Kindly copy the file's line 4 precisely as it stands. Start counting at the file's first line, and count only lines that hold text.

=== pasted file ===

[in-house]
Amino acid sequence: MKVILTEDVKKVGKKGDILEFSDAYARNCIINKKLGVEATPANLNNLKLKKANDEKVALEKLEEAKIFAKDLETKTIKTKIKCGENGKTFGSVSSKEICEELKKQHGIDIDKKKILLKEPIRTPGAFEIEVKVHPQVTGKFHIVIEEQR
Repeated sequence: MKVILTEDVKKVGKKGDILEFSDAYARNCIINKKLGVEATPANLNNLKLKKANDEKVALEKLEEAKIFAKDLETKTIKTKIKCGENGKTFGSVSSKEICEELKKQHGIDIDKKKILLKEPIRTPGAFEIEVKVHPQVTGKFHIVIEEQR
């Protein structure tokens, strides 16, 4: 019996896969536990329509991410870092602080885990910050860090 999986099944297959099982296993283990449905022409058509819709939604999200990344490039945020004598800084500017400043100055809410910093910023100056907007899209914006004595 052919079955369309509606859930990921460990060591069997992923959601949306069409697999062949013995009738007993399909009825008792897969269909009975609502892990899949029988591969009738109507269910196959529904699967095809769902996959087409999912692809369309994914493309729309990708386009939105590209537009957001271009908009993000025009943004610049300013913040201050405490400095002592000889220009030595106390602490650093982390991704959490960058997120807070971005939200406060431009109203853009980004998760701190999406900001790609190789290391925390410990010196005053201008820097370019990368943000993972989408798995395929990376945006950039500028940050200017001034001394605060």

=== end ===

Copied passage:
């Protein structure tokens, strides 16, 4: 019996896969536990329509991410870092602080885990910050860090 999986099944297959099982296993283990449905022409058509819709939604999200990344490039945020004598800084500017400043100055809410910093910023100056907007899209914006004595 052919079955369309509606859930990921460990060591069997992923959601949306069409697999062949013995009738007993399909009825008792897969269909009975609502892990899949029988591969009738109507269910196959529904699967095809769902996959087409999912692809369309994914493309729309990708386009939105590209537009957001271009908009993000025009943004610049300013913040201050405490400095002592000889220009030595106390602490650093982390991704959490960058997120807070971005939200406060431009109203853009980004998760701190999406900001790609190789290391925390410990010196005053201008820097370019990368943000993972989408798995395929990376945006950039500028940050200017001034001394605060």